The U.S. retained its position among the top five countries that carried out the most executions last year, behind China, Iran, Iraq and Saudi Arabia, Amnesty International said on Wednesday in an annual report, which noted that the global trend towards ending the death penalty continued, despite the resumption of execution in several countries.
Executions in India, Japan, Pakistan, and Gambia, which had not used the death penalty in some time, were disappointing regressions, while there was an alarming rise in Iraq’s use of the death penalty, where at least 129 people were put to death — almost double the 2011 figure of 68, Amnesty noted.
Globally, only 21 nations were recorded as having carried out executions in 2012 — the same number as in 2011, but down from 28 countries a decade earlier in 2003, the report stated.
In 2012, at least 682 executions were known to have been carried out worldwide, two more than in 2011. At least 1,722 newly imposed death sentences in 58 countries could be confirmed, compared to 1,923 in 63 countries the year before.
The U.S. carried out 43 executions, the same as in 2011, but only nine states executed in 2012, compared to 13 in 2011. Connecticut became the 17th abolitionist state in April, while a referendum on the abolition of the death penalty was narrowly defeated in California in November.
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Based on available information, Amnesty said, China, where data on the use of the death penalty is considered a state secret, continued to execute more people than the rest of the world put together. However, the report said accurate figures on the death penalty in China cannot be obtained.
In November, India carried out its first execution since 2004 when Ajmal Kasab, the only one of the gunmen who carried out the 2008 Mumbai attacks, was hanged. Afghanistan executed 14, while Pakistan and Bangladesh carried out one execution each.
Japan executed seven people ending its 20-month-break in executions.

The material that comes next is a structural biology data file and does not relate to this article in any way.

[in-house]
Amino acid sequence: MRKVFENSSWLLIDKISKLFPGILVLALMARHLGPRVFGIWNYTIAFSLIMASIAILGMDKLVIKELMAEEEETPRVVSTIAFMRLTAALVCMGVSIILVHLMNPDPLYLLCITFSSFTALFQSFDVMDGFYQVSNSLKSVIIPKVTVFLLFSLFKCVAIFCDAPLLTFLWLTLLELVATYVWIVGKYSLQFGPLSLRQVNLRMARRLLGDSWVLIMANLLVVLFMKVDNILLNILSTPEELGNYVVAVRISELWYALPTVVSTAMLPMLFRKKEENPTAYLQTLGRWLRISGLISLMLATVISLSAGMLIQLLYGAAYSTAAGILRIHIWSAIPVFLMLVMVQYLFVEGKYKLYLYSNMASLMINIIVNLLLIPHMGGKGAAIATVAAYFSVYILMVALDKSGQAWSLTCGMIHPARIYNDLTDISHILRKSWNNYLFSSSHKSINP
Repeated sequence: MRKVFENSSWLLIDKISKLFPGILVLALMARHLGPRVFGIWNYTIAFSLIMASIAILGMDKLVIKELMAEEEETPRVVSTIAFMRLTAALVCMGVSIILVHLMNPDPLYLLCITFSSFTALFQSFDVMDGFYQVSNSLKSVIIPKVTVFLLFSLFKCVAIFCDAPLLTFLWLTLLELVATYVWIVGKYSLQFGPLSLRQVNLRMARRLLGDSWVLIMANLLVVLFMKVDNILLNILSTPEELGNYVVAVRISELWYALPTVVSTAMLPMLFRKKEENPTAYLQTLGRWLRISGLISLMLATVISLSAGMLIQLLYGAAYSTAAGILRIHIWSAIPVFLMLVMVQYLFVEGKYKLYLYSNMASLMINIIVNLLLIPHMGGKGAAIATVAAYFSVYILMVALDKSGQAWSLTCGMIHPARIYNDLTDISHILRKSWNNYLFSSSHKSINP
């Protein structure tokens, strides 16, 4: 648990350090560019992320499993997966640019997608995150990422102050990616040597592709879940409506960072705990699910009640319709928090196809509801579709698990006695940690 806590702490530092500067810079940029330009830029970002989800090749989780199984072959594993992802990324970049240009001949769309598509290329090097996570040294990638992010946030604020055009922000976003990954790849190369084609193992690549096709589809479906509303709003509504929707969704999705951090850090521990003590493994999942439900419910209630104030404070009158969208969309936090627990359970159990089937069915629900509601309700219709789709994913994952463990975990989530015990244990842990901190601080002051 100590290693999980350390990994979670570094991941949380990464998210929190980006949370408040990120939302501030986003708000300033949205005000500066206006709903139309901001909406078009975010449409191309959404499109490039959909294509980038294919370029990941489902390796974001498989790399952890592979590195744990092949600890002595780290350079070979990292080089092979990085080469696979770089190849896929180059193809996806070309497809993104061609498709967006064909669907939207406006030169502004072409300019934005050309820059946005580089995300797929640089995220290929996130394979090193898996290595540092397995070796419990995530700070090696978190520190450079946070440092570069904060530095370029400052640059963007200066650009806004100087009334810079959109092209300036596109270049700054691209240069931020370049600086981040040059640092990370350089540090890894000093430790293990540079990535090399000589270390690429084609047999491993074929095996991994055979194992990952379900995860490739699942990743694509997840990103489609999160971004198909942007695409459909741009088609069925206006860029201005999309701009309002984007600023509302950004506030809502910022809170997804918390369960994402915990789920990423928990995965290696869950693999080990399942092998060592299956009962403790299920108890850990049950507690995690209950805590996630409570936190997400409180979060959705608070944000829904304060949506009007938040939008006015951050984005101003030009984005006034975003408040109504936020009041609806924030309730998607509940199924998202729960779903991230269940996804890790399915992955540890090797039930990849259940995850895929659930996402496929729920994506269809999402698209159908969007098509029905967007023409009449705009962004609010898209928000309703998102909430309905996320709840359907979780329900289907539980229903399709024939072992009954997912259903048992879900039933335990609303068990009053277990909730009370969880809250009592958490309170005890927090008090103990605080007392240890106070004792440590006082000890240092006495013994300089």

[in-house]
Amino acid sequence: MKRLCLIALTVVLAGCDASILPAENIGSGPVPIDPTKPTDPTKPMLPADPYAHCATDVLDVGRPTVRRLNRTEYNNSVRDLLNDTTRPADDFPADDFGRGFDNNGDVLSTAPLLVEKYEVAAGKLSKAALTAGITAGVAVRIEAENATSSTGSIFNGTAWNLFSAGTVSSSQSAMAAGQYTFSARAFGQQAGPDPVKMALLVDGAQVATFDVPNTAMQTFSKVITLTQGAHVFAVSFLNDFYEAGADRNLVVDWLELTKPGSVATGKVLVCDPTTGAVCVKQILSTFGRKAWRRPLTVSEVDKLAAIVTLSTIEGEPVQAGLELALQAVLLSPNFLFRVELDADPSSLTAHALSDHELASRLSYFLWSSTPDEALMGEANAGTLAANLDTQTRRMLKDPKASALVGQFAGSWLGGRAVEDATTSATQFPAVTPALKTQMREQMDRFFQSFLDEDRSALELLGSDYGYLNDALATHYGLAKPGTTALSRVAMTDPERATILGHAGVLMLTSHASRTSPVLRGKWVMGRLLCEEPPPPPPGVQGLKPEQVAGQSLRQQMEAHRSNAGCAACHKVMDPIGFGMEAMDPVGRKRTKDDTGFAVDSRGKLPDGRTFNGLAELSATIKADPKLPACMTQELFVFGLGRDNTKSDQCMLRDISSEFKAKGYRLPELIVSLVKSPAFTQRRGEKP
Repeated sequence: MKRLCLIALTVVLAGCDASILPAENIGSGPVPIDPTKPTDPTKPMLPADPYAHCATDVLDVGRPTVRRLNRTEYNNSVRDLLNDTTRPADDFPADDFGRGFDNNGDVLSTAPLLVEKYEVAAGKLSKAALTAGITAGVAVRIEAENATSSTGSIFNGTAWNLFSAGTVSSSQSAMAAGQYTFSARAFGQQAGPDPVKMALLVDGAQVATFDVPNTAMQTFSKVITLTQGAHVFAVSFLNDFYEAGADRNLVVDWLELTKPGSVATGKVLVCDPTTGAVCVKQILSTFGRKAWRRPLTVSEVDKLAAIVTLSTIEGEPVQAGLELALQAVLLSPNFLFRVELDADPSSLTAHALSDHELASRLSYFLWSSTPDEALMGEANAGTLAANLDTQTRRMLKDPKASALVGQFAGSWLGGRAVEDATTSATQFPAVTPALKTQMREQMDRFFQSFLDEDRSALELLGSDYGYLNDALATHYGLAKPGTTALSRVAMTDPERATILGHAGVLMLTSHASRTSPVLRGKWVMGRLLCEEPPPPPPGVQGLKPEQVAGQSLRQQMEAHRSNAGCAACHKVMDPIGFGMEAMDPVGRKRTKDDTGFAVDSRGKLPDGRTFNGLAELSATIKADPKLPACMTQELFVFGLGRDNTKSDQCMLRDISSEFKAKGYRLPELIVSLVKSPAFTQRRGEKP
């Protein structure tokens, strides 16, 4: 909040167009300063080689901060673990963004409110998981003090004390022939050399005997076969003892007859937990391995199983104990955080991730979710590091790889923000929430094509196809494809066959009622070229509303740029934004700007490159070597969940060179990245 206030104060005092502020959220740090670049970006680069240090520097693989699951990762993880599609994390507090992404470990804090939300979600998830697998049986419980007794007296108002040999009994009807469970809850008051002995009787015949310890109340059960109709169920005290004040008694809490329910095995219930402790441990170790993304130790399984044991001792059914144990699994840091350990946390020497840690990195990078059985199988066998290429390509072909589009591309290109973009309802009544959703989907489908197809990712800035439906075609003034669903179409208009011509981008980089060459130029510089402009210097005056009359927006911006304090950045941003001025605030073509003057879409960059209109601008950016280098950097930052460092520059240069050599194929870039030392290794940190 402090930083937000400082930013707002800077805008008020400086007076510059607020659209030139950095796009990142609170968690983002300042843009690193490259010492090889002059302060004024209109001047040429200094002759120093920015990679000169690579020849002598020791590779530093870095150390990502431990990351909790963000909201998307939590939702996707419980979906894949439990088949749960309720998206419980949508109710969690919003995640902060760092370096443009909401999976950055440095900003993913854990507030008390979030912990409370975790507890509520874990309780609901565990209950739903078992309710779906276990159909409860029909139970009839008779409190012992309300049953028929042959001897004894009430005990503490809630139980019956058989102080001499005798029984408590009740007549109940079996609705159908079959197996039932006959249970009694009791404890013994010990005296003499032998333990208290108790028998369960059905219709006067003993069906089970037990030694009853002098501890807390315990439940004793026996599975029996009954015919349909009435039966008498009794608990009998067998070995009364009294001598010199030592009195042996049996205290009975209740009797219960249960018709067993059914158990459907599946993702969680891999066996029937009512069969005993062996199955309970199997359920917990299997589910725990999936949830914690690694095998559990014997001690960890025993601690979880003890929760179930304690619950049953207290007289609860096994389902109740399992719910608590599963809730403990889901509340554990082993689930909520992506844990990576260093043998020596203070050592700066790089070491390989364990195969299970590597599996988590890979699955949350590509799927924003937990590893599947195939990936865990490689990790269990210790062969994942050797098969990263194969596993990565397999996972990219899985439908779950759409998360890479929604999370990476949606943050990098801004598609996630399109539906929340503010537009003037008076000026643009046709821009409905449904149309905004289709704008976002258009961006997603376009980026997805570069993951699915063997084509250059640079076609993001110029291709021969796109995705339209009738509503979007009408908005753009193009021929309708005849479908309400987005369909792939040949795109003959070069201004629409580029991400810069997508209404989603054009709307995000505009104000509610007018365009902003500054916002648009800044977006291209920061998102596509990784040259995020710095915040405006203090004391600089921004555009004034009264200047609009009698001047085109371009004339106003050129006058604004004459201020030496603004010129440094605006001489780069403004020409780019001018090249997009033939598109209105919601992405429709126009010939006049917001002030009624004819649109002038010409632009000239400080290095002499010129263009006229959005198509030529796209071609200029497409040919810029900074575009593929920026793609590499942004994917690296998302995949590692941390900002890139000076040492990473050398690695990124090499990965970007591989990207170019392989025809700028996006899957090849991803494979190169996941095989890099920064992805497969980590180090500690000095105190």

Iran, Saudi Arabia, Iraq and Yemen saw continued high levels of executions, and together accounted for 99 per cent of all executions carried out in the Middle East and North Africa.
In Iran, 314 executions were officially acknowledged by the authorities, but the real number is “almost certainly much higher” as scores of other executions not officially acknowledged were also recorded, the report said. Saudi Arabia sent 79 people to the gallows, while Yemen's figure stood at 28. The data from Syria and Egypt could not be obtained.
Among the nations in Africa, Gambia executed nine people, the country’s first in almost three decades, but subsequently saw President Yahya Jammeh announce a “conditional” moratorium on executions, which would be “automatically lifted” if crime rates increased.
In Sudan, there were at least 19 executions and 199 death sentences.
Belarus continued to be the only country in Europe and Central Asia to carry out executions, and did so in secrecy, with at least three men put to death in 2012.
Latvia became the 97th country worldwide to abolish the death penalty last year.
Methods of executions in 2012 included hanging, beheading, firing squad and lethal injection. In Saudi Arabia, the body of one man executed through beheading was displayed in what is known as “crucifixion,” the report said.
Crimes that were awarded death penalty included non-violent, drug-related and economic offences, as well as “apostasy,” “blasphemy,” and “adultery.”